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So maybe this is me exposing my naivety in terms of linking and compiling.

I'm trying to compile some Fortran code such that it can run as a stand alone binary. One issue (among several) is that I want to compile on a system with GLIBC 2.14 but run on one with 2.11. Is it possible to statically link in libraries like GLIBC, or is that impossible because of the library's size?

My Makefile uses -static, -static-libgcc, and -static-libgfortran flags and the following compiler flags

-c -cpp -fall-intrinsics -ffpe-trap=invalid,zero -std=f2003

However, when I use ldd on the output, I get

linux-vdso.so.1 =>  (0x00007fff13b63000)
libgfortran.so.3 => /usr/lib64/libgfortran.so.3 (0x00007febfd7cf000)
libm.so.6 => /lib64/libm.so.6 (0x00007febfd578000)
libgcc_s.so.1 => /lib64/libgcc_s.so.1 (0x00007febfd362000)
libquadmath.so.0 => /usr/lib64/libquadmath.so.0 (0x00007febfd12c000)
libc.so.6 => /lib64/libc.so.6 (0x00007febfcd9c000)
/lib64/ld-linux-x86-64.so.2 (0x00007febfdae7000)

Update

The machine I'm compiling on is running openSUSE 12.2:

Linux 3.4.33-2.24-desktop #1 SMP PREEMPT x86_64 x86_64 x86_64 GNU/Linux

While the machine I'm trying to execute on is openSUSE 11.4:

Linux 2.6.37.6-24-desktop #1 SMP PREEMPT x86_64 x86_64 x86_64 GNU/Linux

Update 2

I've re-written the makefile, and I'm trying to compile with ifort (the intel compiler) because it provides the static-intel flag which reduces some of the dependencies.

My ldd output is now

linux-vdso.so.1 =>  (0x00007fff381ff000)
libm.so.6 => /lib64/libm.so.6 (0x00007f89b07cf000)
libpthread.so.0 => /lib64/libpthread.so.0 (0x00007f89b05b2000)
libc.so.6 => /lib64/libc.so.6 (0x00007f89b0222000)
libdl.so.2 => /lib64/libdl.so.2 (0x00007f89b001e000)
/lib64/ld-linux-x86-64.so.2 (0x00007f89b0a26000)

Using the following compiler flags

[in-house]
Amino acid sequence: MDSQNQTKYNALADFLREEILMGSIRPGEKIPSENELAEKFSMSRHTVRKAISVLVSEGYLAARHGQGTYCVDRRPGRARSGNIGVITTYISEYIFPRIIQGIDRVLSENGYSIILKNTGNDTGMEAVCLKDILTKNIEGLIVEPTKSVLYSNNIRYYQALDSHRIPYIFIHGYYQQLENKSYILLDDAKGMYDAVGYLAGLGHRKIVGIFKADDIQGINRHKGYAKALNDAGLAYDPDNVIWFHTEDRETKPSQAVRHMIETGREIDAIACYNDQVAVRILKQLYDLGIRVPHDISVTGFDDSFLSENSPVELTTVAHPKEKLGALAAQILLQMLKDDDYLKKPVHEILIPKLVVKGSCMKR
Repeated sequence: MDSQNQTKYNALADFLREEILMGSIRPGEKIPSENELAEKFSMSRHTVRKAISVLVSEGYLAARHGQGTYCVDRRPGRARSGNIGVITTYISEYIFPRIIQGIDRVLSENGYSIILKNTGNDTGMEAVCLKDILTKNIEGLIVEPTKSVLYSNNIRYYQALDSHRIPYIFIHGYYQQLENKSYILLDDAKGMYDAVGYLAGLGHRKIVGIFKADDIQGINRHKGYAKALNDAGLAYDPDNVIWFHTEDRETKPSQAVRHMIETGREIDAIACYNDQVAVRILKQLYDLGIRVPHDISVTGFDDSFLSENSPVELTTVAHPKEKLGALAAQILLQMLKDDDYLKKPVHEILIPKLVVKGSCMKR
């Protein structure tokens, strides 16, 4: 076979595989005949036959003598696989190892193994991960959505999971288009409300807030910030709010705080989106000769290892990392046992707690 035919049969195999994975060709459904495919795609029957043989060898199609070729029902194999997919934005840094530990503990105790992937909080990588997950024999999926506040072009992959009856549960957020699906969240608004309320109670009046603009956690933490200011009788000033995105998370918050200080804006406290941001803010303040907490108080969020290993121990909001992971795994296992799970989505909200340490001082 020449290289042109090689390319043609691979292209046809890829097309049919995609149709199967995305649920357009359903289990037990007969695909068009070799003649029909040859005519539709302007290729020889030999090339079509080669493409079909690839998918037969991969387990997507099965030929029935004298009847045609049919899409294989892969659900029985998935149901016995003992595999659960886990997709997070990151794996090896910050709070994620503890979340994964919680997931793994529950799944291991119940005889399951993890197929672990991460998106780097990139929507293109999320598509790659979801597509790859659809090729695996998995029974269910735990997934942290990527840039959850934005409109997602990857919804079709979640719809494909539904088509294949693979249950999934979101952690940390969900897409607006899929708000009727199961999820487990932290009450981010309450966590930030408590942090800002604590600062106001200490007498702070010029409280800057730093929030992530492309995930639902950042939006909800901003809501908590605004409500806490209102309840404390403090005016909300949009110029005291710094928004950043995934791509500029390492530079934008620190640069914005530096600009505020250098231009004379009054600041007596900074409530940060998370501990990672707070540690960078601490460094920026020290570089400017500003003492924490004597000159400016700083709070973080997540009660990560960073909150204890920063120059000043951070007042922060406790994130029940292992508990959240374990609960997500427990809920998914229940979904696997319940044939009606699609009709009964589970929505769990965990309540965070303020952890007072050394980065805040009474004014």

FCFLAGS = -cpp -static-intel -static-libgcc

The problem is if I do just -static (or -static-intel -static) then I get

ld: cannot find -lm
ld: cannot find -lpthread
ld: cannot find -lc
ld: cannot find -ldl
ld: cannot find -lc
make: *** [IDP] Error 1

Which I believe is because I don't have static versions of these libraries on my system

UPDATE 3

I also tried the approach of providing the shared objects in a library (as suggested by [this post])(http://stackoverflow.com/a/3214232/615257) but it just segmentation faults.

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Static linking of glibc might be impossible because of licensing issues - they want to make sure any user of your program has the ability to use another library of their own choosing. –  Mark Ransom Jun 11 '13 at 22:59
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What operating system? –  M. S. B. Jun 12 '13 at 4:26
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The -c compiler option hints that you have a separate link step. What options get passed to the linker (sans the many object file names)? In my own test gfortran -static -o test.exe test.f90 produces a truly static executable. –  Hristo Iliev Jun 12 '13 at 16:43
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Why is it not possible to compile on the OpenSUSE 11.4 machine? –  Kyle Kanos Jun 12 '13 at 18:22
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This is a common problem. All the later distributions from 2011 onwards do not have static versions of the 64-bit libraries. They ship with the 32-bit versions but not with 64. You just have to use the shared lib versions of libm, libc etc. –  cup Jun 15 '13 at 7:52
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1 Answer

up vote 1 down vote accepted

This is a common problem. All the later distributions from 2011 onwards do not have static versions of the 64-bit libraries. They ship with the 32-bit versions but not with 64. You just have to use the shared lib versions of libm, libc etc.

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-1 My current latest OpenSuSE (which op uses) contains that. –  Vladimir F Jun 17 '13 at 8:24
    
@VladimirF Where did you get it from? I can find literally nothing on the web regarding how you obtain the static libraries. –  Alex Jun 18 '13 at 2:31
    
From the package manager, package `glibc-devel-static'. software.opensuse.org/package/glibc-devel-static –  Vladimir F Jun 18 '13 at 11:03
    
-1 RHEL 7 provides glibc-static. –  Glyn Normington Feb 20 at 14:18
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